I liked the fact that the nectarines were poached but that you leave the raspberries uncooked and just stirred into the finished product. I used a nice sprig of mint from the garden to finish off each serving. I adored this elegant recipe and so did my dinner companions! Light and perfect for summertime.
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I am no stranger to boozy fruit, which is what I dub fruit that’s simply simmered in wine and sugar until suffused with loveliness. Although I have to say, these poached nectarines are easily one of the most simple and stunning renditions I’ve experienced. The white nectarines not only look gorgeous against the pale pink syrup but their slight tartness keep the dessert from becoming too sweet, which I think could easily happen if using regular yellow peaches.
The reduced rosé wasn’t cloying nor overly alcoholic. It was simply lovely and tasted a lot more complex than something with two ingredients. My nectarines were just shy of ripe and not overly sweet, so I omitted the lemon and didn’t miss it at all. Actually, I also omitted the raspberries because they were crazy expensive. I didn’t feel anything was lacking from the dessert. The fussiest part of the recipe was slipping the skins off the nectarines while keeping the fruit intact and pretty enough for guests.
I”ll be making this recipe again and again and again, and in the future I intend to toss in some black peppercorns, a cinnamon stick, some cardamom pods, or a couple star anise, depending on my mood, in place of the lemon zest. It’s also a stunning make-ahead dessert for gatherings that would actually be lovely at a backyard barbecue after the heaviness of smoked ribs or pulled pork. A keeper.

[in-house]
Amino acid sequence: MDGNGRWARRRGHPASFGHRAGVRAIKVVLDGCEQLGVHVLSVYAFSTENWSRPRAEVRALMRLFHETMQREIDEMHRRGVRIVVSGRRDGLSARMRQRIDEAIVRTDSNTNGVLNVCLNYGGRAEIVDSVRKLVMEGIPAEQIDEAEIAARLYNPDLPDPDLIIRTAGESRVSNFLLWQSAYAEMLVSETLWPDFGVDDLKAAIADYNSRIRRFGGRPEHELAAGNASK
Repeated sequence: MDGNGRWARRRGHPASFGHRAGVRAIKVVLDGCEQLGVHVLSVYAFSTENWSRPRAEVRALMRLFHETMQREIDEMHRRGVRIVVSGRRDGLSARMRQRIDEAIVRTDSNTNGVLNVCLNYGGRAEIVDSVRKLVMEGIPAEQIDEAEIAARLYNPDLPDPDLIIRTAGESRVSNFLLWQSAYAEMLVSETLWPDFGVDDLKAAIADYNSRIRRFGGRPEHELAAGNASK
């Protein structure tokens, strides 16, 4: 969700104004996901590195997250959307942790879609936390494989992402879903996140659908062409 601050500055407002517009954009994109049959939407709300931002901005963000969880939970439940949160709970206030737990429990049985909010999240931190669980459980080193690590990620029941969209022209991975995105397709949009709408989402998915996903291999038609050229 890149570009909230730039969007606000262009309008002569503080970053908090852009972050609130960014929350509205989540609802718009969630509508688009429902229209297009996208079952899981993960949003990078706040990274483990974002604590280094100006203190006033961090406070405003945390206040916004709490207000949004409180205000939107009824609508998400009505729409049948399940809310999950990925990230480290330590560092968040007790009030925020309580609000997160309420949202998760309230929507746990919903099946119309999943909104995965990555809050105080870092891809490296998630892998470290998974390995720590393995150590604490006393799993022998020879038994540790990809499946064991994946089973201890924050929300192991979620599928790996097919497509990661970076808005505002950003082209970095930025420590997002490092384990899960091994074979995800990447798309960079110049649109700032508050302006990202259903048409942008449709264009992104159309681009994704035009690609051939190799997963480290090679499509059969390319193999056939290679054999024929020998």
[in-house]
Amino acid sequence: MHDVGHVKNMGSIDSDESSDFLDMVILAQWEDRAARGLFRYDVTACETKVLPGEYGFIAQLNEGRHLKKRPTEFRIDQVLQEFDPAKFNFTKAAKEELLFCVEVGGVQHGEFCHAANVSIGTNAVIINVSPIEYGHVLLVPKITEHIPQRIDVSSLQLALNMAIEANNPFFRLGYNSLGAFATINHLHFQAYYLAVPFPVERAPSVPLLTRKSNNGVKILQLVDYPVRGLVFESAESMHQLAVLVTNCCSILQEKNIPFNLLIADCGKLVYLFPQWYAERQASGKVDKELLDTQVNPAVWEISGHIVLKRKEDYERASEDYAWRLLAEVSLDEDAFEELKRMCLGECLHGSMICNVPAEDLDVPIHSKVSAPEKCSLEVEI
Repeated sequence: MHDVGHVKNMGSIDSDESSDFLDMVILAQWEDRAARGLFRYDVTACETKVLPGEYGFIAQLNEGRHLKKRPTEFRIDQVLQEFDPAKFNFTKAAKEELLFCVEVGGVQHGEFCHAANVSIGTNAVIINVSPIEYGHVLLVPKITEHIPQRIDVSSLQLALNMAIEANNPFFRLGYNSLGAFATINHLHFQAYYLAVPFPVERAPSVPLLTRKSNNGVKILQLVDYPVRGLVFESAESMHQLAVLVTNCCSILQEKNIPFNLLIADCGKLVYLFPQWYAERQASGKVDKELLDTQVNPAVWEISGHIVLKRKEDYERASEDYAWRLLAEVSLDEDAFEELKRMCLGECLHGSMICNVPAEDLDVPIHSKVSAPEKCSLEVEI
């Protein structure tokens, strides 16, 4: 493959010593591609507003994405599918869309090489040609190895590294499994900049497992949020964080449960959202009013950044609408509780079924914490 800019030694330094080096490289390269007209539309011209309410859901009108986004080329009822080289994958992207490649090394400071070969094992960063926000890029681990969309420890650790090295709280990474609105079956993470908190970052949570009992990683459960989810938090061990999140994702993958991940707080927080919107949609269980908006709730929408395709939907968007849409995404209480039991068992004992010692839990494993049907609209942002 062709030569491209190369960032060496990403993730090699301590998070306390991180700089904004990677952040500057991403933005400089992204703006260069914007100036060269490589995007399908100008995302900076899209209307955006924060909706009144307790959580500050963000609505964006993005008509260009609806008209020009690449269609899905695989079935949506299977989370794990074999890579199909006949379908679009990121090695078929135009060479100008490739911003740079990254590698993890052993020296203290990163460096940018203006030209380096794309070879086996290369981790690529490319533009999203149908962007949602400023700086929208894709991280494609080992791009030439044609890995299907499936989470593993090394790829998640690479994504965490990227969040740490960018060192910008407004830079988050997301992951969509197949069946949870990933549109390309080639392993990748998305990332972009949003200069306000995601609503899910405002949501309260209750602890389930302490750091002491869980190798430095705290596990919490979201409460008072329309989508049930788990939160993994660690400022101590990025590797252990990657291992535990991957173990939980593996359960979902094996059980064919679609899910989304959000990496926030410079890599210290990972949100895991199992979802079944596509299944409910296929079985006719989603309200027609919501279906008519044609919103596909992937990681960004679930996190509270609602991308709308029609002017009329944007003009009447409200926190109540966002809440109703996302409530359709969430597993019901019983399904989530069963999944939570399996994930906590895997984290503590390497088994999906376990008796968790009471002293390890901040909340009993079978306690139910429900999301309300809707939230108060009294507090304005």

This very pretty late-summer dessert is a good method for taking advantage of the best of the season. Nectarines can give you a firm but flavorful stone fruit. Though their tartness will vary quite a bit and I think for this recipe to work best you need to take that in consideration, tasting your fruit and adjusting the sweetness of the syrup as necessary–a tart batch of fruit would be better with the recipe amount of sugar but use less if your fruit is sweeter but lacks acid.
I chose firm fruit, and was cautious about overcooking, as mentioned in the recipe, but it took close to half an hour for the centers of the nectarines to become somewhat fork tender in their center. Peaches so readily give up their skin, but these stubbornly held on, so I served it as pictured, with the skin. This is a sweet dessert when served at room temperature, although when well chilled it may be just right.
The rosé is very subtle, not the flavor you might get with a red wine or even some whites, but I think that is because of the amount of sugar. I would reduce that by half if making this again. It keeps well for several days, so I added just enough raspberries when serving. This also pairs nicely with homemade vanilla ice cream if you are inclined, and the extra syrup will work as a simple syrup over ice cream or in drinks.
While I might like the brighter flavours of nectarines in a rose sangria, I think most people like a sweet and delicate dessert and this is nice enough to serve guests. The lemon strips candied beautifully and were a nice bonus. If you leave the skins on, it would be useful to slice them before serving.